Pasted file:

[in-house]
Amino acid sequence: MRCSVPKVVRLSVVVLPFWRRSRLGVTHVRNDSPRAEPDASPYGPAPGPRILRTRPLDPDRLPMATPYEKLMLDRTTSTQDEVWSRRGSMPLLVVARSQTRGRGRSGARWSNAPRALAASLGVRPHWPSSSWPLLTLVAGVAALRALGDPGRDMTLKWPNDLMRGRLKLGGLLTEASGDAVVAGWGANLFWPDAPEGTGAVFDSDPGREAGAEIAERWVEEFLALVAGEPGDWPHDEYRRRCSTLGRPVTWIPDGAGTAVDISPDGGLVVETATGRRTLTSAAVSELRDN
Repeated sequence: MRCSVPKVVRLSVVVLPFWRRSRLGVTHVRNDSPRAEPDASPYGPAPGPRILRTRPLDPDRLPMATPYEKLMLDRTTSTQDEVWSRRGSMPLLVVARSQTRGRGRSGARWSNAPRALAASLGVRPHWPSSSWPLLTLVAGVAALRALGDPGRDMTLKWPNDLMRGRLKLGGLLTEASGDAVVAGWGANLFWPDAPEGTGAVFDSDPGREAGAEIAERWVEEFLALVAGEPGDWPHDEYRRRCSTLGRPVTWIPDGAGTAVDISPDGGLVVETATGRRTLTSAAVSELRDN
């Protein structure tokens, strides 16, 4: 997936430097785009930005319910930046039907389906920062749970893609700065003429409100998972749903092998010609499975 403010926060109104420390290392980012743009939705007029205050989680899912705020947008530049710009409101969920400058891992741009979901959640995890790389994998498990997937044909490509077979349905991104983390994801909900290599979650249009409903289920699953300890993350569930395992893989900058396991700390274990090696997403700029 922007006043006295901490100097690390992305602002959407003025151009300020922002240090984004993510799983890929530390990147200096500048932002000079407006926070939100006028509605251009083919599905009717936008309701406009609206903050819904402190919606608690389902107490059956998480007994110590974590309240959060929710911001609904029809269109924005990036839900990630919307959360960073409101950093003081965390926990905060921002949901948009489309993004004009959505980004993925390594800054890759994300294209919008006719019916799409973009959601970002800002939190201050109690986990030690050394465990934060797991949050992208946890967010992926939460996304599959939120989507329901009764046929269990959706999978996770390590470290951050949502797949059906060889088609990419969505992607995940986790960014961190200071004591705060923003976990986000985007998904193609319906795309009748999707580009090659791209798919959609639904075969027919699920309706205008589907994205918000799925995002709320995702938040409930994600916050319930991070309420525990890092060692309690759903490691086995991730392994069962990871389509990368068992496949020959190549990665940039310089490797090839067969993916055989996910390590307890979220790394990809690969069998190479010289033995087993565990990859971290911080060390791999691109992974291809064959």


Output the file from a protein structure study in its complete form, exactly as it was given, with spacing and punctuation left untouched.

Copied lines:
[in-house]
Amino acid sequence: MRCSVPKVVRLSVVVLPFWRRSRLGVTHVRNDSPRAEPDASPYGPAPGPRILRTRPLDPDRLPMATPYEKLMLDRTTSTQDEVWSRRGSMPLLVVARSQTRGRGRSGARWSNAPRALAASLGVRPHWPSSSWPLLTLVAGVAALRALGDPGRDMTLKWPNDLMRGRLKLGGLLTEASGDAVVAGWGANLFWPDAPEGTGAVFDSDPGREAGAEIAERWVEEFLALVAGEPGDWPHDEYRRRCSTLGRPVTWIPDGAGTAVDISPDGGLVVETATGRRTLTSAAVSELRDN
Repeated sequence: MRCSVPKVVRLSVVVLPFWRRSRLGVTHVRNDSPRAEPDASPYGPAPGPRILRTRPLDPDRLPMATPYEKLMLDRTTSTQDEVWSRRGSMPLLVVARSQTRGRGRSGARWSNAPRALAASLGVRPHWPSSSWPLLTLVAGVAALRALGDPGRDMTLKWPNDLMRGRLKLGGLLTEASGDAVVAGWGANLFWPDAPEGTGAVFDSDPGREAGAEIAERWVEEFLALVAGEPGDWPHDEYRRRCSTLGRPVTWIPDGAGTAVDISPDGGLVVETATGRRTLTSAAVSELRDN
């Protein structure tokens, strides 16, 4: 997936430097785009930005319910930046039907389906920062749970893609700065003429409100998972749903092998010609499975 403010926060109104420390290392980012743009939705007029205050989680899912705020947008530049710009409101969920400058891992741009979901959640995890790389994998498990997937044909490509077979349905991104983390994801909900290599979650249009409903289920699953300890993350569930395992893989900058396991700390274990090696997403700029 922007006043006295901490100097690390992305602002959407003025151009300020922002240090984004993510799983890929530390990147200096500048932002000079407006926070939100006028509605251009083919599905009717936008309701406009609206903050819904402190919606608690389902107490059956998480007994110590974590309240959060929710911001609904029809269109924005990036839900990630919307959360960073409101950093003081965390926990905060921002949901948009489309993004004009959505980004993925390594800054890759994300294209919008006719019916799409973009959601970002800002939190201050109690986990030690050394465990934060797991949050992208946890967010992926939460996304599959939120989507329901009764046929269990959706999978996770390590470290951050949502797949059906060889088609990419969505992607995940986790960014961190200071004591705060923003976990986000985007998904193609319906795309009748999707580009090659791209798919959609639904075969027919699920309706205008589907994205918000799925995002709320995702938040409930994600916050319930991070309420525990890092060692309690759903490691086995991730392994069962990871389509990368068992496949020959190549990665940039310089490797090839067969993916055989996910390590307890979220790394990809690969069998190479010289033995087993565990990859971290911080060390791999691109992974291809064959």